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Study abroad : Career Prospects

Where my degree at LSE took me: Eduardo Lazzaroto

Brazilian student Eduardo tells us how studying abroad helped he land his dream job as Head of Sales in a London software development company

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Eduardo Lazzarotto studied for six months at the University of Beijing during his undergraduate degree in Brazil. He then did a Masters at LSE in the UK and is now Head of Sales at a major software development company in London, managing a team of salespeople based all over the world. He credits his time studying abroad for equipping him with the skills he uses in his day-to-day job. We spoke to Eduardo to find out more about his study experience and how he landed his dream job travelling the world!

 

Where did your study abroad journey begin?
I had a scholarship to study at Beijing University during my undergraduate studies for six months. It was a sustainability course which was part of my degree in International Business in Brazil. The best part was actually being outside of my comfort zone. It was such a big shock and no one spoke English. It was an intense but interesting experience. It taught me a lot about my own limits and abilities and it was a great learning curve.

 

Eduardo worked part-time while studying at LSE

 

While I was doing my undergrad I worked for five years doing various things and then joined a graduate programme. It was a great experience but I started thinking I should do something else like a Masters. I had two options, either America or the UK because of the prestigious universities there. As I had a European passport I thought the UK would be the best option because I would be able to work while studying.

 

I got an offer from both LSE and Warwick. I chose LSE in the end because it’s in London which is multicultural and that was a very appealing factor for me. I had a scholarship from my company back in Brazil. They paid my fees but I had to pay my living costs. I didn’t ask my parents for any support and covered it all myself. It was very challenging particularly at the beginning. For the first few months I worked as a tutor in Portuguese, Chemistry, Physics and Biology, which was very interesting. I also got a job as a part-time consultant to a railway company that wanted to export to Brazil.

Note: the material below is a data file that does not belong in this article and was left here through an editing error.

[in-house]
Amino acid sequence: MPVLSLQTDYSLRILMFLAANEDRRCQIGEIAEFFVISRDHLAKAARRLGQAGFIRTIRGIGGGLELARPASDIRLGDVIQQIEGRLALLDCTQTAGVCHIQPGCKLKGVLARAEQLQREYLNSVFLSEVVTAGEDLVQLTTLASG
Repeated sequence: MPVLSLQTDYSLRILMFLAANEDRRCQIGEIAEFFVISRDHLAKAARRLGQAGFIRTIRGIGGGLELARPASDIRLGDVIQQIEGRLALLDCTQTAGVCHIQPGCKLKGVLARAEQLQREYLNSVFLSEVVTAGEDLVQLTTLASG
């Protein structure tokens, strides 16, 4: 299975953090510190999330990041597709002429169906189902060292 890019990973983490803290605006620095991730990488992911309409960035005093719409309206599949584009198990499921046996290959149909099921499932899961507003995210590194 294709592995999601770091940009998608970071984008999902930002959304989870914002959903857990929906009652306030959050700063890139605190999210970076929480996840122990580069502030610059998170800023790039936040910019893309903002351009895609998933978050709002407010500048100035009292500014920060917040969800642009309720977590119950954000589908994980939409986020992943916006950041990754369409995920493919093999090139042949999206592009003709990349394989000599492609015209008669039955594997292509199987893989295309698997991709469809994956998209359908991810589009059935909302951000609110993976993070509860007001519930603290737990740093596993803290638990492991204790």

Studying in China opened Eduardo's eyes to new ways of doing business

How does your study abroad experience help you in your job?
In my day-to-day job I head up the sales team. I have one guy in Brazil, one in Hong Kong, one in mainland China, one in Japan, one in Spain and then four or five here in the UK. All of them apart from one British person are from other parts of the world. I start my day speaking to someone in Hong Kong, finish my speaking to someone in Brazil or in America. It wouldn’t be possible if I didn’t have my experience studying abroad where I formalised my communication skills. Those experiences were fundamental to help me be able to do my job now. Being exposed to all these different cultures and ways of doing things help you become a better person and member of a team.

 

Would you recommend studying abroad?
I would absolutely recommend this kind of experience. The more different the country is to your original culture, the more it opens your mind to opportunities and things you can achieve and how you can see the world. Studying abroad opened my mind a lot. For getting business, which is what I do now, it makes me open to new ways of doing deals. It’s quite useful in your career for anyone that wants to work in importing and exporting. I think it should be mandatory to go and live in a different culture and see how people behave.